If Superman still can’t fly, then he has leaped higher than skyscrapers with the two thugs on the cover of Action 26 (July 1940). No wonder they look so scared.
The story is by Jerry Siegel, but the art is by Paul Cassidy and Paul Lauretta. The story deals with a phony doctor and his Cobalt Clinic. promising a cure for infantile paralysis.
Much of this story has Superman frantically going from place to place. He has been captured as Clark Kent, and keeps heading back to maintain that fiction. Between those times, he frees Lois Lane from Cobalt, takes down the quack and his men, get help for some of his patients, and keeps checking in with George Taylor at the Daily Planet.
Superman also displays a new ability – speed reading, and memorization of what he reads.
Fred Guardineer sends Pep Morgan into “the Saskatchewan district” of Canada for this story. It’s all the same things one sees in Canada stories. Snow, trees, polar bears, guys named Pierre. No Mounties though.
Pep fights off a bear, and performs other heroic acts, but I have deep suspicions about this story. I think it might just be another lie to explain his time in Florida. Aside from the reference to the Saskatchewan district, which makes me think that he has not really been to Saskatchewan, the fact that the story just shakes out all the old expected stereotypes makes it sound even more like something Pep made up.
But there is a reference to a red flag on a cabin signalling a plague. It’s not so much that that adds realism, as that it will pop up again, in this very issue!
Moldoff gives a happy ending to the first adventure of the Black Pirate. The mystery ship is on Jon Valor’s side, and he returns to Savannah.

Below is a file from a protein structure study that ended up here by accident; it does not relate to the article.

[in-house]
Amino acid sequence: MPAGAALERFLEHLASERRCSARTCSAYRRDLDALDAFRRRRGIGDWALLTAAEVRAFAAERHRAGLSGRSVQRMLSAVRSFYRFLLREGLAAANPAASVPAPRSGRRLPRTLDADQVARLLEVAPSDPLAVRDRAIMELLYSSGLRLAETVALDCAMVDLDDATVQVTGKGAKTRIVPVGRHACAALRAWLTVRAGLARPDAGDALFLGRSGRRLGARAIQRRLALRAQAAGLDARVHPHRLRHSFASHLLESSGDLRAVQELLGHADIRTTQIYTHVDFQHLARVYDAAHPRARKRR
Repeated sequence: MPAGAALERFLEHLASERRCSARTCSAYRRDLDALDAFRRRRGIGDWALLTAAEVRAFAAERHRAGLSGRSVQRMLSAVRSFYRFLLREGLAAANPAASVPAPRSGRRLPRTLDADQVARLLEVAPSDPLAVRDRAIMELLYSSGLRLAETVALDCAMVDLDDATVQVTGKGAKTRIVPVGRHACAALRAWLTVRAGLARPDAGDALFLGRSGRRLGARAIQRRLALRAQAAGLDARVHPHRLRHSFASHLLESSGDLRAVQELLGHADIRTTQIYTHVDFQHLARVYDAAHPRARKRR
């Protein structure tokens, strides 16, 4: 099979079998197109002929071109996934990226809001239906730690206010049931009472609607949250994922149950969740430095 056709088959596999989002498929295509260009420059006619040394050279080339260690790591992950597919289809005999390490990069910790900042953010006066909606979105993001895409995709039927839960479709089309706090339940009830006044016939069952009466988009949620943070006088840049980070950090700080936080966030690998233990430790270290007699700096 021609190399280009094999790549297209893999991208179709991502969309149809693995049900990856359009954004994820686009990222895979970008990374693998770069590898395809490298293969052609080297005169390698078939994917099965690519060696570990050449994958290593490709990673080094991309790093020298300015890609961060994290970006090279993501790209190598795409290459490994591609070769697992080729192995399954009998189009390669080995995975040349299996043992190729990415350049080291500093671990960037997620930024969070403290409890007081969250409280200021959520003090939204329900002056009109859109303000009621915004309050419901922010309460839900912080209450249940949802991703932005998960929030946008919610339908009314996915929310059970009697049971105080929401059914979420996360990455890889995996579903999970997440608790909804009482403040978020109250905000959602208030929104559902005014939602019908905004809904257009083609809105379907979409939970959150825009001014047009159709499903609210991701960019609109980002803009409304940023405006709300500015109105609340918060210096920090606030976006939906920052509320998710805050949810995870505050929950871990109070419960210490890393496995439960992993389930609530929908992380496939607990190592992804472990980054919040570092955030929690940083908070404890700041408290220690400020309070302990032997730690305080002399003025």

Jon rides to a small inland town, and stops at an inn. There he finds Jeanne, his love, and friend since childhood. He regales her with his battle against Captain Ruff, and neither sees a cloaked figure enter the inn.
As od this issue, Gargantua is gone. We learn that he has enlisted with the French army as a cook, and that he is of Senegalese descent (meant to explain why he did such a thing). While I was glad to see the last of him, this story was cover-dated July of 1940, meaning Gargantua joined the French army just in time for the Nazi invasion of France.
In this issue Bailey also introduces Special Prosecutor Maloney, who swears Tex and Bob in as agents reporting directly to him, needing their skills to help fight a crime wave. Tex infiltrates the main gang, discovering that their leader is the supposedly honourable Vander Wallace. Tex winds up shooting and killing Vander Wallace as he gives a public address, the audience completely unaware of Wallace’s criminal ties. One would expect this to have some major repercussions, but Maloney is content to keep Tex and Bob as his staff.
This story also introduces Miss X, a woman with knowledge of the mob, who sometimes seems to be working with them, but who also acts to protect or aid Tex. Both Maloney and Miss X will return for the next few issues.
Clip heads to New York City in this Moldoff story, and from there to Canada to help Miss Trent find her missing father. The man had discovered a mine in “Hudson Bay country,” but been captured by evil Metis claim jumper Jacques Frontenac.
Oh, look. Snow, trees, french people and wild animals. It must be Canada. But “Hudson’s Bay country?” In the same issue with “the Saskatchewan district,” nonetheless. Do they actually have any real maps of Canada in the US?
By the time one reaches the Zatara story by Gardner Fox and Fred Guardineer, one has to wonder if there was an attempt by the editor to create a theme issue. Cause Zatara is surrounded by snow, trees, and french people. There’s even a red plague flag on a cabin! But a mention towards the end of the story of the city of Nome makes it clear this gold mine story takes place in Alaska.
It stands above the other two, simply because Zatara turns his own airplane into a battling, flying robot to stop the claim jumpers.